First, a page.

There are several steps SLPs and ABA providers can take to promote shared input in designing and carrying out instructional programs for their clients. First, it’s important to recognize that all professionals on an “ABA team,” by definition, should be knowledgeable and skilled in delivering this technology during instruction. That is, members of the ABA team should consider themselves “ABA providers” if they are applying behavior analysis (i.e., ABA) to the delivery of instruction. Thus, teachers, SLPs, technicians, parents, other therapists, behavior analysts, and any others on the team can all be considered “ABA providers” to the extent that they are knowledgeable and effective “appliers” of the learning technology from the field of behavior analysis. Next, each professional can resist the urge to claim ownership over the program and its development. I think the best way to do this is to acknowledge areas of expertise that each member brings to the team and to work together to bring their varied expertise to bear on program development. As an ABA team, goal setting should occur within the context of a behavior analytic perspective. The process can be enriched through the collaborative input of all team members. So, another way team members can promote shared input is to support other team members in learning cross-disciplinary skills or at least in familiarizing themselves with the special expertise of each individual team member.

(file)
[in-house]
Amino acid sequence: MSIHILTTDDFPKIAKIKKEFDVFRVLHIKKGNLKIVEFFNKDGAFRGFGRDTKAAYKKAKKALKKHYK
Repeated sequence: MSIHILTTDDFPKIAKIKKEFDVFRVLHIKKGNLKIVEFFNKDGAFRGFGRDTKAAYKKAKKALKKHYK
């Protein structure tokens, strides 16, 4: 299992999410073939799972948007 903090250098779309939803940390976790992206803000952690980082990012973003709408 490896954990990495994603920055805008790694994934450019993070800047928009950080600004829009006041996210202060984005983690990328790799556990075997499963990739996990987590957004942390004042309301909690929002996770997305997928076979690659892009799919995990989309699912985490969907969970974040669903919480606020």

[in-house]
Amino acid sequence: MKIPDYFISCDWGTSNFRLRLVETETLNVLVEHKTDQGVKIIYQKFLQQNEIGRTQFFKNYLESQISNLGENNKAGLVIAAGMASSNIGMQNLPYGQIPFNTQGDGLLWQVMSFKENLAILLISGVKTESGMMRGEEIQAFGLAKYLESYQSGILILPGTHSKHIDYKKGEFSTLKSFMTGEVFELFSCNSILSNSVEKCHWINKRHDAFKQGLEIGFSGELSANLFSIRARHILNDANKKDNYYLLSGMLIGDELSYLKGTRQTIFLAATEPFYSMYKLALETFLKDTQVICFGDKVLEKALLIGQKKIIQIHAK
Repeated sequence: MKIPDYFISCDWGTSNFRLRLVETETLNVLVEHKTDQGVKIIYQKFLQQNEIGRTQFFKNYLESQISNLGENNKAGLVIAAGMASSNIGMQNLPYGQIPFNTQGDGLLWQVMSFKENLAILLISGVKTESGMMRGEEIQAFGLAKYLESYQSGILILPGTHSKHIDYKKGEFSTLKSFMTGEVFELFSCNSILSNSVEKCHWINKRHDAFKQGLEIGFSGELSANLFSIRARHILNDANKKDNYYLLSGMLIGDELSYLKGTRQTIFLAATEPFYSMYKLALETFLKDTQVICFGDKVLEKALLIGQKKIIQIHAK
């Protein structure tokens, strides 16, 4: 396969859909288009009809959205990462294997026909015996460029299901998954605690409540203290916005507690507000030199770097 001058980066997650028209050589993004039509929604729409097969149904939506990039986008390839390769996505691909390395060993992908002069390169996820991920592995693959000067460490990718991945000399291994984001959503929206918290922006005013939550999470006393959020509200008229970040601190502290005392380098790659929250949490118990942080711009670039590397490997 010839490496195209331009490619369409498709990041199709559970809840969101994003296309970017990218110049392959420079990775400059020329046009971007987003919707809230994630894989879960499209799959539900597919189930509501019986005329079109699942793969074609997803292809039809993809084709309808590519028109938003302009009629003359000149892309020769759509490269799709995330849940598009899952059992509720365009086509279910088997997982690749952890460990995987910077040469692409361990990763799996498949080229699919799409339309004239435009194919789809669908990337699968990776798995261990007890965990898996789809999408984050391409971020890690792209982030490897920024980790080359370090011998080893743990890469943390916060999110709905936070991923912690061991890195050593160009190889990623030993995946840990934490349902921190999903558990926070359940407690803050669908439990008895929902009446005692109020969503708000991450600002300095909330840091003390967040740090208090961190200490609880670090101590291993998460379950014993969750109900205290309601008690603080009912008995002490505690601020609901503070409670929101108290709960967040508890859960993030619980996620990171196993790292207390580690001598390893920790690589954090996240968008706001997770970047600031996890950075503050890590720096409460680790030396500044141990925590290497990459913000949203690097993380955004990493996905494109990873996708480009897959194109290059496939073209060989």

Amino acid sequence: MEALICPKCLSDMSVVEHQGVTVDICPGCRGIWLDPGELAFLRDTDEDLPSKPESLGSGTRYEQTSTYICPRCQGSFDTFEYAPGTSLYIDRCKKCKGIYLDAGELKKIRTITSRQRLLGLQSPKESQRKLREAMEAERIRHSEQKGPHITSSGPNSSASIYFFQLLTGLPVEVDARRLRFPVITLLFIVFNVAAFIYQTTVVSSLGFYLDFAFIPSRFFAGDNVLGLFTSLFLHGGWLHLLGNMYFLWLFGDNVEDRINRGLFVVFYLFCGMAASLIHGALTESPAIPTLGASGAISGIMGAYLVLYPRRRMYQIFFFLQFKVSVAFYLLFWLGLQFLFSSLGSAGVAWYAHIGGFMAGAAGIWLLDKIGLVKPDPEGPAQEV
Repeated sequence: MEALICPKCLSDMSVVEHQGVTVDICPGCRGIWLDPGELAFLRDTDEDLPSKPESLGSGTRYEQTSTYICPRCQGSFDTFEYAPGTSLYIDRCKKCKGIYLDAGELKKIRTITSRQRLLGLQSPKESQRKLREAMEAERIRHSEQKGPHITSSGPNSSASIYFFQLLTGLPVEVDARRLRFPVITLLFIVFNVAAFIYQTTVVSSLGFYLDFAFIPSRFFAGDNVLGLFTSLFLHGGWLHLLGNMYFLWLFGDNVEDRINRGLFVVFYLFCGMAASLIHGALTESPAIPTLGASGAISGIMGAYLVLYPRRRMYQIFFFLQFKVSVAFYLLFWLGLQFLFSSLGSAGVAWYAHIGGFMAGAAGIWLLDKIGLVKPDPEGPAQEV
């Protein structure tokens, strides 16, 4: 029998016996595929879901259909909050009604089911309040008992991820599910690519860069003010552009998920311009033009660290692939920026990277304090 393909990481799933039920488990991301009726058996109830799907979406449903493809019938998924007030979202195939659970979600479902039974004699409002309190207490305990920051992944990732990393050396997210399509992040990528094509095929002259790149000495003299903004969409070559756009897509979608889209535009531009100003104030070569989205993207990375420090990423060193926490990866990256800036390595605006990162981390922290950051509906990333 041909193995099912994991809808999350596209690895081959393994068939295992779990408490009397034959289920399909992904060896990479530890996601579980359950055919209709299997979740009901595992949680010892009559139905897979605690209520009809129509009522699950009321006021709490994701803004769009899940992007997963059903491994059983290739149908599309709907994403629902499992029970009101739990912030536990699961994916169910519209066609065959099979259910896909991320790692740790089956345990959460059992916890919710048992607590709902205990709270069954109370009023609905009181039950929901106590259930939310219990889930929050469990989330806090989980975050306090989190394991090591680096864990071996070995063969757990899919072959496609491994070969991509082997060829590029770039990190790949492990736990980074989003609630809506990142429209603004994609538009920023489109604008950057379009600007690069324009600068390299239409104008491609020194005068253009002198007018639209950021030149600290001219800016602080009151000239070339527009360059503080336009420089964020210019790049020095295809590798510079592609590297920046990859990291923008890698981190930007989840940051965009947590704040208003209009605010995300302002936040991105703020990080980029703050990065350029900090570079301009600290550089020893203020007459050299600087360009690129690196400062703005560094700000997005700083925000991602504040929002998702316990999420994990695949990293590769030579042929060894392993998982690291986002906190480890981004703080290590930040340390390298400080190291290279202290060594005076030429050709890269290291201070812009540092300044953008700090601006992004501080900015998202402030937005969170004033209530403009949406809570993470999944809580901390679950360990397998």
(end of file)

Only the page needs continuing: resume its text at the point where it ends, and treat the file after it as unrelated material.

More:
SB: Developing verbal skills for children with autism is an important goal for everyone involved with the student. Can you describe the first steps you use in selecting developmentally appropriate goals for a particular student?